I have a 8 month old standard golden doodle. He can be very playful and has a huge appetite. His weight is roughly 50 pounds. I take him to our small private dog park for exercise a few times a week, but he’s mostly in doors or lays out on the patio. I took him to the Vet on Monday and they gave him the remainder of his vaccines that they recommended, I was a bit late on getting them all. They won’t groom him unless he has them and this is my first dog. I have noticed he is a bit more hyper than normal. I’m 3 months pregnant and the vet strongly suggested that I get him neutered. I never understood why that was necessary because it just seems like something that is more convenient for the dog parent than the actual dog himself. I am worried about him jumping on me accidentally and potentially causing me harm, do you have any suggestions that may help? He only gets this excited with me, he doesn’t display this behavior with my husband.
———
Dr Dee Blanco replied:
Kayla – this could be a typical reaction to vaccines. Esp. if they gave the rabies vaccine. I am not sure how to say this, but many people think that bad training (and you could be accused of this since I don’t know how much or how little you have trained your dog) is the cause of bad behavior. But, what many folks don’t realize is that vaccines are loaded with many toxicants that can go to the brain and cause what I call ‘brain on fire’ – this can cause all sorts of strange behaviors the animals didn’t have before.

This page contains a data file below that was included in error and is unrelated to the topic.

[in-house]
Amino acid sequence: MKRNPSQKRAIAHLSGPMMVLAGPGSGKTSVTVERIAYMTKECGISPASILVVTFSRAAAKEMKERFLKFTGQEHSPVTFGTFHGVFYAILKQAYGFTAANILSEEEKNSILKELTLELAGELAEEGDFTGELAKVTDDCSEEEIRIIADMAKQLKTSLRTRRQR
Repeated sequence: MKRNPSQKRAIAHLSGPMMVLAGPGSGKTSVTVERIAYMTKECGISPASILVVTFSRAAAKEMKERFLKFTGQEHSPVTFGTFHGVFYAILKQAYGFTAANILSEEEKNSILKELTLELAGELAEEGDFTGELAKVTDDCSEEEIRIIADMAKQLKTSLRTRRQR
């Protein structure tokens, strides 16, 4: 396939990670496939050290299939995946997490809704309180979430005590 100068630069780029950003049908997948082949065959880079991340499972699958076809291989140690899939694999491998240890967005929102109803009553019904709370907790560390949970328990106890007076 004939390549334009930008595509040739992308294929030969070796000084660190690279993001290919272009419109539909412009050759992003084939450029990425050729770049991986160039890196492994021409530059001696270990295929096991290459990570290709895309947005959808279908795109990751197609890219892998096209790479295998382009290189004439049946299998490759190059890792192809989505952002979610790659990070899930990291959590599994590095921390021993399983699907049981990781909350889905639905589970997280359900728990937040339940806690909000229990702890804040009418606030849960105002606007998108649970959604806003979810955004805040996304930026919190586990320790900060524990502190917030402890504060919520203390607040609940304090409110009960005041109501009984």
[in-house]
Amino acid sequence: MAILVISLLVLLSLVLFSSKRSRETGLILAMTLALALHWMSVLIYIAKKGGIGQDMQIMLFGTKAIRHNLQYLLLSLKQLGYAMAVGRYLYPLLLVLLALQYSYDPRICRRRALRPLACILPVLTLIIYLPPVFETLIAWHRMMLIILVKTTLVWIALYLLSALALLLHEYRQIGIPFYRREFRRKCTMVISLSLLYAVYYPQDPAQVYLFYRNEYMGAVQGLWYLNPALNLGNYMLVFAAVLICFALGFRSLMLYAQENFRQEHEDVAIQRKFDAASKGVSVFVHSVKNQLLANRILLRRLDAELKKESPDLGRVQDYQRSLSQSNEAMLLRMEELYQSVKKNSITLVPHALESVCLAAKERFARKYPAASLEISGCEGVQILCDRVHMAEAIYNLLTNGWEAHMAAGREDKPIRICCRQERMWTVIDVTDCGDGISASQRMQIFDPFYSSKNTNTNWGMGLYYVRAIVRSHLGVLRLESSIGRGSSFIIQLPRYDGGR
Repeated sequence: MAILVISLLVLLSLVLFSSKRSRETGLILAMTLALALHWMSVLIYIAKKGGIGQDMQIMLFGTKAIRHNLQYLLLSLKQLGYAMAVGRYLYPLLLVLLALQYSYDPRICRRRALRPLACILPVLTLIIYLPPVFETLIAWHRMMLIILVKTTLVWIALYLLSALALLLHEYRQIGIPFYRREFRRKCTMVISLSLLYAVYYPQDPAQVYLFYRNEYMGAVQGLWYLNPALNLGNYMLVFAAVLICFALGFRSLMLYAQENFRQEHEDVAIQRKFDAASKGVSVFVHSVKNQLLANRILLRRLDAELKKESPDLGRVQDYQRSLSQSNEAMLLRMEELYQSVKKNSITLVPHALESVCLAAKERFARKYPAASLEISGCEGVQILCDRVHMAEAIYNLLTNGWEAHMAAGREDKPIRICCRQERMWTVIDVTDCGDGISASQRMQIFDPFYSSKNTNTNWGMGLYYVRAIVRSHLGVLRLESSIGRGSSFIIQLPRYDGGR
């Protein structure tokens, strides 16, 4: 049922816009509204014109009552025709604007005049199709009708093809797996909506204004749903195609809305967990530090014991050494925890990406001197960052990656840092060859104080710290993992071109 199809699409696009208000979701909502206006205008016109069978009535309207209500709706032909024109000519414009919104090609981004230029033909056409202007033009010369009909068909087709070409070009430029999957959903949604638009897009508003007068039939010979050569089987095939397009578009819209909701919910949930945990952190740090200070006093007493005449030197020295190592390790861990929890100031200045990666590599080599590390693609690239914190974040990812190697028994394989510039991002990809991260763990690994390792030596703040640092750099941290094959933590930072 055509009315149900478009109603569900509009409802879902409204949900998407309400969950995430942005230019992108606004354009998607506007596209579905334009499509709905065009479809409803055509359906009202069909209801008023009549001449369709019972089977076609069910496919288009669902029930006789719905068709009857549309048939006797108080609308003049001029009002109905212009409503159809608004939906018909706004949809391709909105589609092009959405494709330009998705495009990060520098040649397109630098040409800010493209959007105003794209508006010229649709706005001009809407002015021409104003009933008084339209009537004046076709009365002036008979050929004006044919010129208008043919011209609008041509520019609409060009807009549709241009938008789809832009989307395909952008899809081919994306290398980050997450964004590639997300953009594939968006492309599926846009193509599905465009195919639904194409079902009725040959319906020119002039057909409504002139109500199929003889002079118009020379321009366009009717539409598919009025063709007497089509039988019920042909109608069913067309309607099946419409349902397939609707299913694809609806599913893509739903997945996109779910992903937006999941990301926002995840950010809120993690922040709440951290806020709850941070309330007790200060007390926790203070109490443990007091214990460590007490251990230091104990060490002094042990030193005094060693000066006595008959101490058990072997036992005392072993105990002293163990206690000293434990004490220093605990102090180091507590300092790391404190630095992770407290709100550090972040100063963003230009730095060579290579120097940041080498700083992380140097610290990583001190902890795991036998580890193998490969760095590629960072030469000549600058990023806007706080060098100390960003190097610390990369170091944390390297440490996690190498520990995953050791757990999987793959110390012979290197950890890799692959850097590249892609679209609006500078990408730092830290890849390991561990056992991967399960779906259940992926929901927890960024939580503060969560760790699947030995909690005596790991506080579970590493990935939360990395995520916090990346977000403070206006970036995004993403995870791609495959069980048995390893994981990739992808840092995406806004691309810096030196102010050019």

I realize groomers are super paranoid these days about requiring vaccinations, but look further – you might be able to find a groomer that comes to your house.

If you stay in that model of vaccinating to comply with ‘rules’ that can harm your dog you won’t be happy.

The fact he still has some hormones has actually protected his brain, his joints and other tissues, as you read on the blog. Don’t neuter him until you research Detox <https://drdeeblanco.com/blogs/news/why-is-it-important-to-detox-your-pets?pos=1&psq=detox&ss=e&v=1.0> here and here <https://drdeeblanco.com/blogs/news/detoxification-for-dogs-and-cats?pos=2&psq=detox&ss=e&v=1.0> and training him. I know you don’t want to give him up or harm him with other toxicants and early neutering.

There is no fast, easy solution now. But, if you love your dog, and I know you do, keep making the effort to give him the longest, vital life you can.

Hope this helps, Kayla! Dr Dee

Missie

Missie

This was very insightful…thank you!
I have a 1yr old Boxer who is super friendly but now I’m wondering and keep hearing that I should get him neutered due to cancer risk and ability to go to dog parks which I use as his exercise…I don’t want to but I see that a vasectomy is an option, thanks for that info

This was very insightful…thank you!
I have a 1yr old Boxer who is super friendly but now I’m wondering and keep hearing that I should get him neutered due to cancer risk and ability to go to dog parks which I use as his exercise…I don’t want to but I see that a vasectomy is an option, thanks for that info

Rain

Rain

We have a intact 20 month old German Shepard male we are discussing neutering him or vasectomy he has showed aggressive behavior towards a fixed male and outside people wouldn’t neutering him help with this. Ps he has not received any vaccinations or heart worm/ tick or flea medication.
———
Dr Dee Blanco replied: